Brief Overview: Asian women hold a curious place in the beauty stratum. Often, what is perceived as their “natural” physical traits are encouraged and often emulated by White women trying to achieve a certain standard of beauty. The idea of a natural physical ideal is a harmful one, because those who do not possess such traits are ignored or considered somehow inferior, physically. The Asian ideal, as perceived by American fashion magazines and elsewhere, revolves around the idea that one must be petite, slim, fair and delicate. Doll-like would be the best way to describe this ideal, both in terms of physical appearance and attitude.

The ideal: Ziyi Zhang

Hair: Straight. What was interesting to me, actually, was that a former Korean roommate of mine had all these magazines that featured girls with curly hair all dyed a sort of reddish color. Seriously, every. Single. Girl. In her magazines had the exact same hairstyle. She also had one magazine dedicated to Japanese girls who wanted to emulate the style of American Black women -this included wearing afros. Also interesting? Girls in Japanese and Korean magazines are generally much, much thinner than in American ones.

Skin: Clear, light. Although there are many, many ethnic groups prevalent throughout Asia, only porcelain-skinned girls find representation in American fashion mags.

Ass: N/A

Breasts: N/A

How magazines fucked up: Some Asian girls are chubby. Really! Some are muscular, some are tall, some are dark, some are doughy, and some are boney and awkward.

I kind of have an issue with the original poster’s skin comment. Fair skin has always been a standard in Asia as it was in the west until the 1920s. Skin lightening creams and other products would likely still be sold in stores had colonists and Hollywood never invaded Asia! Dark skin has historically been linked to peasants who worked in the fields, while light skin meant that you had the time to be indoors. After all, no one wants to be called a redneck hick. It just bugs me that people go on and on about how this standard came to be when Europeans arrived. They obviously have no knowledge or understanding of East Asian cultures. It’s always “blame it on colonial culture!” and this is very prevalent in certain “liberal” groups, both white and non-white.  Usually the excuses they give are along the lines of “colonialism re-enforced it”.  Don’t see what you’re talkin’ about!  Are you saying that dark skin would be more acceptable without colonialism, even if said culture had historically idealized fairness (especially for women)?  I mean, I can understand issues regarding eyes and noses, but complexion is something else.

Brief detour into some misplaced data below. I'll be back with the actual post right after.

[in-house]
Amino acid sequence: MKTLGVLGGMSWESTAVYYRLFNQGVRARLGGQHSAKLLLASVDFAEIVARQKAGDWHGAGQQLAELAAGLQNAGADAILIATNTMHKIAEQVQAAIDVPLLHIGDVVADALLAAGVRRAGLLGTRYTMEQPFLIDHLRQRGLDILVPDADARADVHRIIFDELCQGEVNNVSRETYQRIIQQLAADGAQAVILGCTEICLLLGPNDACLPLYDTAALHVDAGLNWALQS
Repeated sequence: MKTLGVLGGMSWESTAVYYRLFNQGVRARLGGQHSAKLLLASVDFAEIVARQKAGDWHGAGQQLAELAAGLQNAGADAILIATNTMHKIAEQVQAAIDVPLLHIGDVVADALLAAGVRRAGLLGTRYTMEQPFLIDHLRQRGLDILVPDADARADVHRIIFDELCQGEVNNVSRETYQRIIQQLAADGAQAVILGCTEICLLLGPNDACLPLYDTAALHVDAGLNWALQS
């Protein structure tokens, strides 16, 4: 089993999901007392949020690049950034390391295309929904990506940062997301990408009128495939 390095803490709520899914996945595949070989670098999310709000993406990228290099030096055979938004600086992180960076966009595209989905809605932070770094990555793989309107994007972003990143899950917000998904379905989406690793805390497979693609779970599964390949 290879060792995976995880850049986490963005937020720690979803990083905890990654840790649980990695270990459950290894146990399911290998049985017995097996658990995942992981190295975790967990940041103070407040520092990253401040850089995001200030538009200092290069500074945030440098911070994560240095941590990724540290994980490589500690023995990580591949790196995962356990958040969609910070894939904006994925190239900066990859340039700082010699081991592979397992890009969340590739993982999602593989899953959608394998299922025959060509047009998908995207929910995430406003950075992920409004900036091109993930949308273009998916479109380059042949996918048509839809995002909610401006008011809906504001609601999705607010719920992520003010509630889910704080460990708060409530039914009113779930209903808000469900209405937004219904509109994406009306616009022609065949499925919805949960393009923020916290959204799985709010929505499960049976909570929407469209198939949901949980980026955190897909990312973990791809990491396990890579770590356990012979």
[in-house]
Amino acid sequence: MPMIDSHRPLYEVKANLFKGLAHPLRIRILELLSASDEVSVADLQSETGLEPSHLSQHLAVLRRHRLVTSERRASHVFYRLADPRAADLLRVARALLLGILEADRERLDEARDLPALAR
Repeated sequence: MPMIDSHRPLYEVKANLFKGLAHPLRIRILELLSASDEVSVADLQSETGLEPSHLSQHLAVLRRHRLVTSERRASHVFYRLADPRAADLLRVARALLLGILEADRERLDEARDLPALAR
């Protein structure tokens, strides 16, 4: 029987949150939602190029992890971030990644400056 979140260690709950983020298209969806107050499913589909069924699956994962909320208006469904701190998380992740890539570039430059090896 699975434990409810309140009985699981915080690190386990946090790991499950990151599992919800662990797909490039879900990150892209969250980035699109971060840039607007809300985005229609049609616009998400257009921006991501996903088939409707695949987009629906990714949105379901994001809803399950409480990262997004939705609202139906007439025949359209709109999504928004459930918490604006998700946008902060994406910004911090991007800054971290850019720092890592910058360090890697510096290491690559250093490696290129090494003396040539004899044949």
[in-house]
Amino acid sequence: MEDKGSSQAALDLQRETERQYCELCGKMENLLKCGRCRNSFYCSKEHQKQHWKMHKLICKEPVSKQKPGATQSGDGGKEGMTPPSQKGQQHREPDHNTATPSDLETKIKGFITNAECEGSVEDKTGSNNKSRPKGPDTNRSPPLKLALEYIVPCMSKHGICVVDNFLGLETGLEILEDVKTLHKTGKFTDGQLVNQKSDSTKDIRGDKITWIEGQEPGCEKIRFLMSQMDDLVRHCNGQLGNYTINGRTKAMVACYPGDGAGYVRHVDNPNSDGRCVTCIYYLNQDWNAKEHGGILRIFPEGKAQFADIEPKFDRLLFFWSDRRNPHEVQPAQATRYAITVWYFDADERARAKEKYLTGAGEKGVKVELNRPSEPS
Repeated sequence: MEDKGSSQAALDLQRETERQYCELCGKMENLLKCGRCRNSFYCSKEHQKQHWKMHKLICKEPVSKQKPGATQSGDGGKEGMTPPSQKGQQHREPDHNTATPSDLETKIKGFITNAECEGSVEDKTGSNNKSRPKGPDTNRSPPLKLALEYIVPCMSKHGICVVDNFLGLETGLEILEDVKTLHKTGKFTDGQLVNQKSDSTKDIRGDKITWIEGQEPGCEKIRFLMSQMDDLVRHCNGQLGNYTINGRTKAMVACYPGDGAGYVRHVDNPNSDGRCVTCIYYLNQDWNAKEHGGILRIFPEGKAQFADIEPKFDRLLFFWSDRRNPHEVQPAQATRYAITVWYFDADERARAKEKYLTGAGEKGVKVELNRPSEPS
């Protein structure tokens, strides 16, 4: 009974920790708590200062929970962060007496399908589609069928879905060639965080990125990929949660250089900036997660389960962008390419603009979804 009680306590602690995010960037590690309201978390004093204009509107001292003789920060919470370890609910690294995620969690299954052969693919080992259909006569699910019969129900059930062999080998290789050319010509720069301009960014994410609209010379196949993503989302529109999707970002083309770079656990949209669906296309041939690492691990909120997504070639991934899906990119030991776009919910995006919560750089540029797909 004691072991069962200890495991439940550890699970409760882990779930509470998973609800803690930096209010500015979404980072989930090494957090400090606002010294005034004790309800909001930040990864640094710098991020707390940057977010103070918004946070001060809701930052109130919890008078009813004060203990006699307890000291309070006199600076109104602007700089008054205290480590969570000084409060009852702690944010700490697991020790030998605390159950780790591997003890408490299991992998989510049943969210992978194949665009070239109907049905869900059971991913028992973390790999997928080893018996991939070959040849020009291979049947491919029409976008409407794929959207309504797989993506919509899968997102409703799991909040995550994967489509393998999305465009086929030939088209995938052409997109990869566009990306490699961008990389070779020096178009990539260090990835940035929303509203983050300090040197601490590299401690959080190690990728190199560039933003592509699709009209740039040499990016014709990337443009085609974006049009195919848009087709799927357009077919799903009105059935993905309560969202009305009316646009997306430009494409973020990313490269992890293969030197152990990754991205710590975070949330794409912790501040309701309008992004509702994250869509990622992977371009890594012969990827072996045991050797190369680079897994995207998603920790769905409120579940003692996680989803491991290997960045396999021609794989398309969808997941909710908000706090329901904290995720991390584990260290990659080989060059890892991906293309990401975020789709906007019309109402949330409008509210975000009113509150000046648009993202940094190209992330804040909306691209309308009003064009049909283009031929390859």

I also found it interesting that unlike other cultures, there’s no comment on breast and hip size. What is the “ideal” anyway? I’m guessing small-to-medium? As in no bigger than a 34B for breast size and perhaps 34″ for hips? Who knows?

On different body shapes: So some Asian girls are chubby, others are muscular and others tall. So? Why bring that up, anyway? Lots of black, Hispanic and white girls are chubby, muscular, tall, short, etc…Why bother bringing it up in the first place?

At least the “ideal” look here is more grown up than in Hong Kong. The innocent, cute, girl-next-door type is ideal over there (let’s just say that you’re pretty much over the hill by your late 20s…there’s no cute 30-something girl type a la Carrie Bradshaw over there). That’s why many of the girls involved in the Edison Chen sex scandal have been pulled from endorsements. When you have an innocent girl image, dirty pictures are just all the more scandalous, even in cosmopolitan, liberal Hong Kong.  As for other Asian countries, the looks seem to be very funky in places like Japan and Korea.  However, I’m not familiar enough with their cultures to really comment.

On thinness:  So Asian girls in magazines are much thinner than American girls.  Asians in general have smaller frames, so yeah, they’re going to look thinner.  Duh!

By the way, other than saying that the ideal Asian woman is “petite” there’s no other mention of height. So is the original poster referring to frame or height?  I have seen “petite” used both ways, though height is more common.  In any case, Zhang Ziyi is listed on IMDB as being 5’5″ (though she’s been listed as 5’3″ at one point too)…..